Best Beginner Piccolo

What’s the best beginner piccolo? Before you buy the cheapest, consider a few models that may cost a bit more.

Best Beginner Piccolo | Piccolo Perfection

These models aren’t the cheapest, but they offer features that you won’t find on the low-cost, no-name brands. So you can expect a better sound and a more durable instrument.

Before we get into the piccolos, this post contains affiliate links. Read the full disclosure policy to learn more.

Armstrong 204

The Armstrong 204 is an excellent beginner piccolo. It was the first piccolo I owned and played, and it worked great. Since it’s a metal model, it has a lip plate which can make the piccolo easier for new players.

This piccolo also features a hand rest for the left-hand first finger since it has a metal body. Metal tubing is thinner overall than the plastic or wood tubing on many other piccolos.

I used this piccolo in college marching band, and it was easy to play in that ensemble. The piccolo is easier to hear, but the metal head and body make it fit in with any flutes.

It’s an excellent choice for marching band or any other outdoor playing. While you can use it inside, it gets a bit shrill. You may also have a hard time blending with other musicians.

Still, this is a great beginner piccolo to try. If you ever upgrade, you can keep it on hand as a backup instrument.

Pros

  • Easy to play
  • Good tone
  • Lip plate
  • Hand rest
  • Durable

Cons

  • A bit shrill
  • Hard to stay in tune

Yamaha YPC-32

If you want a plastic body, you should try the Yamaha YPC-32. The model has a metal headjoint, so it has a lip plate like the Armstrong. But the plastic body keeps it from being too shrill.

You can play this piccolo in marching band, orchestra, or any other ensemble. While I haven’t played this model, I know many others who have played it and liked it.

The piccolo is a fantastic choice for any student. If you like Yamaha flutes, you’ll probably enjoy the Yamaha piccolo. And like the Armstrong, this model is a great backup after you upgrade.

I’d recommend this piccolo to someone who needs an instrument for many different groups and situations. You can start playing in a lot of ensembles without needing a piccolo for each one.

Pros

  • Great sound
  • Easy to play
  • Durable
  • Works inside and outside
  • Lip plate

Cons

  • Expensive for what it is

JPC 1010

The Jupiter JPC 1010 is a piccolo with a plastic headjoint and plastic body. That means you don’t get a lip plate, but it can help you practice for when you want to get another piccolo without one.

Like any other beginner piccolo, this one has silver-plated keys. It’s also not too fancy in terms of the mechanism. You can start playing basic music and advance a bit before needing something better.

If you want the sound and feel of a wood piccolo, this is a good choice. You may not get the exact sound, but you can emulate more so than with a metal headjoint or body.

Now, this piccolo is a bit expensive, but it’s still affordable for most beginners. Give it a try to see if this model suits your needs and playing style.

Pros

  • Plastic throughout
  • Easy to blend
  • Nice for different situations
  • Sounds great

Cons

  • No lip plate

Pearl 105

When I needed something better than the Armstrong, I upgraded to a Pearl 105. However, you can jump straight to this model when you first learn how to play the piccolo.

This model features a composite grenaditte headjoint and body. That means it’s a mix of grenadilla wood and plastic. So you can get the sound and response of a wood piccolo without the risk of cracks.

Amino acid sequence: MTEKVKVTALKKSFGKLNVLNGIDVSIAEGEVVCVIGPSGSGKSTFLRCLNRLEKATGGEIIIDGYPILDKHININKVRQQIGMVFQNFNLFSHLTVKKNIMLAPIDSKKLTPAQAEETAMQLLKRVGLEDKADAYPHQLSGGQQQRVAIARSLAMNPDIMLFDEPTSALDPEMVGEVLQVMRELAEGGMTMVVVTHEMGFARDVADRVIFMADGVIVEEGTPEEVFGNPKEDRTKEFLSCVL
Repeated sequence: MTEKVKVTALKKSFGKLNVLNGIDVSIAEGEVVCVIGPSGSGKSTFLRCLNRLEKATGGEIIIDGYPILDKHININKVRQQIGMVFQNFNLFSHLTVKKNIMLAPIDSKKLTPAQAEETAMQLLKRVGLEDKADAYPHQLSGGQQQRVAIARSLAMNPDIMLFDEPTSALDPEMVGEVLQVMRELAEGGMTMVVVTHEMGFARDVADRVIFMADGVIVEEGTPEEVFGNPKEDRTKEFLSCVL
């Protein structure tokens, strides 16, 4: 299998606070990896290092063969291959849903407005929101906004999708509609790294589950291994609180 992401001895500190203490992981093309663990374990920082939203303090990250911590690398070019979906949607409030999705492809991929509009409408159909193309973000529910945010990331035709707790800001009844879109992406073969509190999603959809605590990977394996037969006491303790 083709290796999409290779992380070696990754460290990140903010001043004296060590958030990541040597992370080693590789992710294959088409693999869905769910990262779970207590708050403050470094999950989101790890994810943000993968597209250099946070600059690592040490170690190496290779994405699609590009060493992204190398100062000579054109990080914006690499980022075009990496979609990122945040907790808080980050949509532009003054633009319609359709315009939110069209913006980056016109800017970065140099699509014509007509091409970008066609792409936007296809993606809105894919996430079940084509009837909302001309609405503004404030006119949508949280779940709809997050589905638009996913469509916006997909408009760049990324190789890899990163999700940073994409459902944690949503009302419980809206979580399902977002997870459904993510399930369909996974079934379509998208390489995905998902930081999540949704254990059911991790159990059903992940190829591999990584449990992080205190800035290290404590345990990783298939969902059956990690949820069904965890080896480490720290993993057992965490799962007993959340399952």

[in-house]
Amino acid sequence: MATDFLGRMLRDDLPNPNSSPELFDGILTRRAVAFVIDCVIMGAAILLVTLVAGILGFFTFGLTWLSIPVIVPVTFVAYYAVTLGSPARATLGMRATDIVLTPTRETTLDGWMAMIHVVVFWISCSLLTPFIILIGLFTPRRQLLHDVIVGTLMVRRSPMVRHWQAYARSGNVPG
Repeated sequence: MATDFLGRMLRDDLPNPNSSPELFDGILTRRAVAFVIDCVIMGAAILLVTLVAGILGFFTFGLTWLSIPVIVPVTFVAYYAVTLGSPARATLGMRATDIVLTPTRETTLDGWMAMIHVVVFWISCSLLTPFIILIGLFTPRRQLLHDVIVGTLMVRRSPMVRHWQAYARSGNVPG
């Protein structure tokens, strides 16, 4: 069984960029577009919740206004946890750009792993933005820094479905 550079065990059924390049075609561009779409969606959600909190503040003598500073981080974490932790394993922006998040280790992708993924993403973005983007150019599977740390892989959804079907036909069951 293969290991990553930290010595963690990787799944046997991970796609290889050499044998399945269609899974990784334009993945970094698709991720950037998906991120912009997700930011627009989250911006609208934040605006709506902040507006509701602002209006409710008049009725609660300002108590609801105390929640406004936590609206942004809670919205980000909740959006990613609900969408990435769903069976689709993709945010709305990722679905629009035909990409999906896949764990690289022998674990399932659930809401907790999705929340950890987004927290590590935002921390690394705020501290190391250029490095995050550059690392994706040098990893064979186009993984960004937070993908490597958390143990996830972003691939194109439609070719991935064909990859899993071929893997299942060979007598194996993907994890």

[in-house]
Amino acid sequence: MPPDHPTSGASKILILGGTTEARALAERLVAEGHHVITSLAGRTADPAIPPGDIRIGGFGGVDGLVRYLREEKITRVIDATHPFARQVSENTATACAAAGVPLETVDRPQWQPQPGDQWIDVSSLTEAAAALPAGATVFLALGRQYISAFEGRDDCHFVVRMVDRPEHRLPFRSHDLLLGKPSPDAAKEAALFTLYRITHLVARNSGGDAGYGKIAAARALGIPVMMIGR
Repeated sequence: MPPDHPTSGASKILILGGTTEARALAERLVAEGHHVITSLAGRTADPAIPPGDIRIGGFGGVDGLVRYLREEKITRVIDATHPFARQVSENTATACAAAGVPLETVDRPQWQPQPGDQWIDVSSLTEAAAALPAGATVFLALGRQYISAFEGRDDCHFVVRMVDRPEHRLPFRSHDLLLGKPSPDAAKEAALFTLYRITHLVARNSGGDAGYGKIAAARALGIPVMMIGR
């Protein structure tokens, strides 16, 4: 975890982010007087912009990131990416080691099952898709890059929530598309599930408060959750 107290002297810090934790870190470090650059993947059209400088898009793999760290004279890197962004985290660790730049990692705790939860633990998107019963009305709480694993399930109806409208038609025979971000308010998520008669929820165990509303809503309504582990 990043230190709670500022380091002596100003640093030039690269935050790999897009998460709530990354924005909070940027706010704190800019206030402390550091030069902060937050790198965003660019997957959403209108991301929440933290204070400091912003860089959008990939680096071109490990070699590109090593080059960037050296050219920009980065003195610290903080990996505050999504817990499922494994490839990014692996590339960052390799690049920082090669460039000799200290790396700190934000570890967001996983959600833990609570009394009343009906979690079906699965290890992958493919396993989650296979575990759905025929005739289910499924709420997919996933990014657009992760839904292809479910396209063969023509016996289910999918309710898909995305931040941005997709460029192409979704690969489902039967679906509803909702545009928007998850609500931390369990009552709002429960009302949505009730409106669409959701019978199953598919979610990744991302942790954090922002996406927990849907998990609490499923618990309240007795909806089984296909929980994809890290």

Because of that, you can use this piccolo outside, such as in marching band. You can also use it in orchestra, wind ensemble, and flute choir. I’ve played mine in all of those ensembles with ease.

It’s a bit expensive, so you might not want to buy it for your first piccolo. But if you have the money, invest in it. It will probably last longer than any other beginner model.

Pros

  • For beginners and intermediate players
  • Easy to play
  • Different headjoint cuts
  • Good sound
  • Easy to blend

Cons

  • A bit expensive
  • Not for every beginner

What to Look for in a Beginner Piccolo

Now that you know about some candidates for the best beginner piccolo, it’s time to consider how to choose the right one. Just because I got an Armstrong doesn’t mean that’s what you should get.

Here are some factors to consider when choosing your first piccolo.

Affordability

When shopping for a piccolo, you should think about the price. As a beginner, you can’t justify spending thousands of dollars. At the same time, you shouldn’t buy the cheapest option just to save money.

Instead, look at reputable models, like those in this list. Then, set a budget of around $1,000 to $1,400. That will give you room to try out different models to see which one works best for you.

Durability

The best beginner piccolo is one that will be durable. You may need to play it outside, and some new players don’t know how to take good care of a piccolo.

Either way, durability means you can get more life out of your instrument. So you don’t have to buy a new one as soon. You can save money overall.

Materials

A beginner piccolo can be metal, plastic, or both. As you look at models, think about the sound and response you want. If you want something loud, metal is great.

Metal is also useful if you want a lip plate. But plastic is easier to blend in an orchestra or a similar ensemble. So give both a try to see which sounds better to you.

Which Beginner Piccolo Will You Try?

The right beginner piccolo is crucial to helping you love the instrument. But there isn’t one right model for everyone.

Think about the sound you want and where you want to play the piccolo. You’ll be able to use those preferences to choose a model that suits your needs.

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